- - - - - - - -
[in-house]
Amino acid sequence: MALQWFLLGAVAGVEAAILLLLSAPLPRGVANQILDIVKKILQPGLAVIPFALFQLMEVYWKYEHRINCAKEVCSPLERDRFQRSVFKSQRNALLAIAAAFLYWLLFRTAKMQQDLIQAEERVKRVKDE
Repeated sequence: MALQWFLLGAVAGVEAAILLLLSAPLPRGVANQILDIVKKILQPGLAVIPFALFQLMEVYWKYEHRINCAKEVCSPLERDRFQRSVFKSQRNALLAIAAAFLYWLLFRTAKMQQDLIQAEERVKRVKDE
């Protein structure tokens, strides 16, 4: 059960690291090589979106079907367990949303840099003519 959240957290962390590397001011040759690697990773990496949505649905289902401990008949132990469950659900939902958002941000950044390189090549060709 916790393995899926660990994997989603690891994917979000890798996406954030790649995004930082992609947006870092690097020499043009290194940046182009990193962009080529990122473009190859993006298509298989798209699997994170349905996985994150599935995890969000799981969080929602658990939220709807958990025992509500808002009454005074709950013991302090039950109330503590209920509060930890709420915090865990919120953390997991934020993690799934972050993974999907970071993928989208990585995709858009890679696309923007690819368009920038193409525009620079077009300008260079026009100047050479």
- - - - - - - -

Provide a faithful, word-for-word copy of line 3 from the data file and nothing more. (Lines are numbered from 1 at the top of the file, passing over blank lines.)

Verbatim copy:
Repeated sequence: MALQWFLLGAVAGVEAAILLLLSAPLPRGVANQILDIVKKILQPGLAVIPFALFQLMEVYWKYEHRINCAKEVCSPLERDRFQRSVFKSQRNALLAIAAAFLYWLLFRTAKMQQDLIQAEERVKRVKDE